Building the elevator was not without controversy, however, as some local experts and scholars opposed its creation on grounds that it would harm the natural surroundings of the area. They called for its closure shortly after its opening but it reopened a few months later as one of the country’s top attractions!
Tourists looking to ride the elevator must purchase a round trip ticket in order to gain entry. As tickets may become harder to come by during peak seasons, it may be beneficial to arrive early when there will be shorter lines.
Wear comfortable shoes as the ride can be bumpy and rough. Visitors are advised to stand near windows in order to gain maximum appreciation of the scenery – however those afraid of heights should avoid this practice!
Though many were opposed to its construction, this massive elevator has actually proved beneficial by helping reduce traffic levels and protecting natural environments from wear and tear.
The Yangtze River
China is one of the world’s largest countries and home to one of its most diverse populations. Due to this diversity, they possess many different customs, traditions, and beliefs among its citizens; for instance the color black is usually associated with mourning while white represents good luck in China.
The Yangtze River is an essential economic and cultural lifeline of China. As Asia’s longest river, its middle and lower reaches drain an area larger than Western Europe while in its upper reaches it passes through some of China’s roughest terrain via steep gorges with vertical walls funnelling its flow.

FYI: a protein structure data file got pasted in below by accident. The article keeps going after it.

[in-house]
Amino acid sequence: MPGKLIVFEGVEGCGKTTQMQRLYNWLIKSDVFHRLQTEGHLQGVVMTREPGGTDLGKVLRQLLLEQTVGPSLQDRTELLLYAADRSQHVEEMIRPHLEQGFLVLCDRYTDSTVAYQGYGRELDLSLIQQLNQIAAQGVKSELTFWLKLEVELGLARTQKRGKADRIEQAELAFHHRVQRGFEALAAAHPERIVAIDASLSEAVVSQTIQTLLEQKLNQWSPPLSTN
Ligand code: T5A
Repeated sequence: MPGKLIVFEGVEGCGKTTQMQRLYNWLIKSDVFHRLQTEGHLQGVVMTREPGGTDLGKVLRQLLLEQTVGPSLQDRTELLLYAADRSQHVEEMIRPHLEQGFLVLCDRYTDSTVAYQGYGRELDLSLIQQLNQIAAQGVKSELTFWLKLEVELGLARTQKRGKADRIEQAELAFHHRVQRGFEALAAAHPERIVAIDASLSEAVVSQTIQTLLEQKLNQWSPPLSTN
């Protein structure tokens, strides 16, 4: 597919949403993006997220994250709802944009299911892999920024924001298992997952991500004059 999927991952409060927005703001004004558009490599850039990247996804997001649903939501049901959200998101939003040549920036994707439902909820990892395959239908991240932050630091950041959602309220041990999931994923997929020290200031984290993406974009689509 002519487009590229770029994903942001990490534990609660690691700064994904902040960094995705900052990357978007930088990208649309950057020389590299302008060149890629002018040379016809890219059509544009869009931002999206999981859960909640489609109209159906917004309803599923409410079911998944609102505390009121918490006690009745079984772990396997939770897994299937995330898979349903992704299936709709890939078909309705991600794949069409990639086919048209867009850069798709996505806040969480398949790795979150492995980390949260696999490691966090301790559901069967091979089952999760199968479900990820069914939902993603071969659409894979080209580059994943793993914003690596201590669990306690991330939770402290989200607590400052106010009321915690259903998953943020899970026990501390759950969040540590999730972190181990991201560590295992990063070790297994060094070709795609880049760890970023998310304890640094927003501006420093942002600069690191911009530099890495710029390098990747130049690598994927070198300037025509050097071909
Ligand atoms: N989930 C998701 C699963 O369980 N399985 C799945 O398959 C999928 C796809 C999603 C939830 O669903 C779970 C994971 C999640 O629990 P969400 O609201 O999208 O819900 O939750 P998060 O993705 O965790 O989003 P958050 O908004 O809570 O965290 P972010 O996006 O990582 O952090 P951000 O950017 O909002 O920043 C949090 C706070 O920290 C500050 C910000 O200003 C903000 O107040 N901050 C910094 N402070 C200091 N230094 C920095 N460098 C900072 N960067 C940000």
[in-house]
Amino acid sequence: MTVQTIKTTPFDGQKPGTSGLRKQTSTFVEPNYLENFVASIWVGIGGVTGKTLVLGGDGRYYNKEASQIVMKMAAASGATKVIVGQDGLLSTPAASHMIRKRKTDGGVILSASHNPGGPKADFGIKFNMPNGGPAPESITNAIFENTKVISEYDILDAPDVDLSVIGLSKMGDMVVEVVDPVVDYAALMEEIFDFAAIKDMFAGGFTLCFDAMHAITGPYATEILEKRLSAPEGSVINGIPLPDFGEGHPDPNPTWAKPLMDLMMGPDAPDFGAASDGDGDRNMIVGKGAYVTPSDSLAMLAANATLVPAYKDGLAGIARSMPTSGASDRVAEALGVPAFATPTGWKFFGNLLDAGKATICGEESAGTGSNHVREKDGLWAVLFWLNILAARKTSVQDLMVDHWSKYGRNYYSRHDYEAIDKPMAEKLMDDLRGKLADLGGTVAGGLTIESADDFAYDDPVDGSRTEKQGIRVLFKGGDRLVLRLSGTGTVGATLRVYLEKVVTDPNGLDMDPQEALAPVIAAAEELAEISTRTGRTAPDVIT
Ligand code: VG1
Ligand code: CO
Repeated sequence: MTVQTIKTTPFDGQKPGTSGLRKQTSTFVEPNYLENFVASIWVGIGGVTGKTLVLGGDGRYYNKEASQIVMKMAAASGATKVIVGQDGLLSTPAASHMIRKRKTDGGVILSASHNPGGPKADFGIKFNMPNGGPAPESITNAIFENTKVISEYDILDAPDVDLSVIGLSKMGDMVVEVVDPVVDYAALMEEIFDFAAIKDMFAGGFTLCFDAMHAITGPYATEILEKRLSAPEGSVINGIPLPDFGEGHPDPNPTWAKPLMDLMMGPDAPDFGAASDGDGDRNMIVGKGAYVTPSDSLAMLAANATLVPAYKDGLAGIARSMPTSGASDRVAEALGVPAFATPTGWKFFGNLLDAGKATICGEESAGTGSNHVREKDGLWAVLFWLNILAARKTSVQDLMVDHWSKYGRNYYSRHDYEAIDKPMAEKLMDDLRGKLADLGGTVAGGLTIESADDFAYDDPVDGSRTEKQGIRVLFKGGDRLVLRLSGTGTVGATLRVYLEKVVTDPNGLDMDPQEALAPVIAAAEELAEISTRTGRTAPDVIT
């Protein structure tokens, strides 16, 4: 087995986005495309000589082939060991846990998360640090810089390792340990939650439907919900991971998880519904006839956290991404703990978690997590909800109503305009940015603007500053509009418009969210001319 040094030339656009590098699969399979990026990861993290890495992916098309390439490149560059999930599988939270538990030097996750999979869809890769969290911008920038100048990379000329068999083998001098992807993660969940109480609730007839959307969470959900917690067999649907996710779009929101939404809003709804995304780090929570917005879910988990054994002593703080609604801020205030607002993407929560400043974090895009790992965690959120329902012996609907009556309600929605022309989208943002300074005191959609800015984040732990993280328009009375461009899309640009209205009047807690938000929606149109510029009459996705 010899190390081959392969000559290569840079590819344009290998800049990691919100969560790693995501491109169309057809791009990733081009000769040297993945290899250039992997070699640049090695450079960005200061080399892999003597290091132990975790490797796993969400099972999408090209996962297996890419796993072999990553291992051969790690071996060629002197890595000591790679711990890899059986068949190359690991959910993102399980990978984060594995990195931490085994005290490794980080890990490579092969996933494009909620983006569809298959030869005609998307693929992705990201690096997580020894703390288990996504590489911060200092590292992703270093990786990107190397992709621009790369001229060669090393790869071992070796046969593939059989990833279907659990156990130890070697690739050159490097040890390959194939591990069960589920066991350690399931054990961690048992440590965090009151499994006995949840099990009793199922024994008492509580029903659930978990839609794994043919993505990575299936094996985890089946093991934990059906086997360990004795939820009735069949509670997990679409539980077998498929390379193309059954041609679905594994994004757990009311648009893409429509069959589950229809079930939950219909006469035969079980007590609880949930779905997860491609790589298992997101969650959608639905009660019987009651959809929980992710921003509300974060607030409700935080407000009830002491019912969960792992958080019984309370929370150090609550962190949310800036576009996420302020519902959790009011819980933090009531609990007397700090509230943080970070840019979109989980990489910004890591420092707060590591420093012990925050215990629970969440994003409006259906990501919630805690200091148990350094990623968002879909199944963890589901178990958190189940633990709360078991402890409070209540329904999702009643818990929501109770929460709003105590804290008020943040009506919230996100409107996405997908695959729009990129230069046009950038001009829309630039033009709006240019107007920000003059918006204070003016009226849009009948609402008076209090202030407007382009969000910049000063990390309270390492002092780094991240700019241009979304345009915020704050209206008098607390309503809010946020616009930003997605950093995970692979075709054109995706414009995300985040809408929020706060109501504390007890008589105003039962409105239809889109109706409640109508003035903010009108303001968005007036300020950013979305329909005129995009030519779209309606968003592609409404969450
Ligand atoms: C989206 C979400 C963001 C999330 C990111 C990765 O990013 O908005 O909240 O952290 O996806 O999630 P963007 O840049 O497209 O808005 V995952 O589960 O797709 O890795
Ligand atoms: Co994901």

Once the river enters Hubei province it becomes much wider as it draws water from multiple tributaries, including Lake Poyang in China’s north which provides it with freshwater. From there it flows east through Qinghai before making a turn southward into Yunnan through a deep valley.
Upper reaches of the river flow directly parallel to both Mekong and Salween rivers, passing through passes so steep they leave no room for roads or paths, with villages scattered high above the riverbanks.
The river passes through three major gorges. Qutang, the shortest, is known for its steep walls and narrow passageways, while Wu is longer and features almost vertical cliffs. Finally, Xiling stands out as being the deepest corridor with peaks rising 2,000 feet above its waters; once impassible for large vessels until trackers were employed to haul ropes behind vessels using drum beats of differing rhythms to navigate these treacherous waters.
The Three-Kid Policy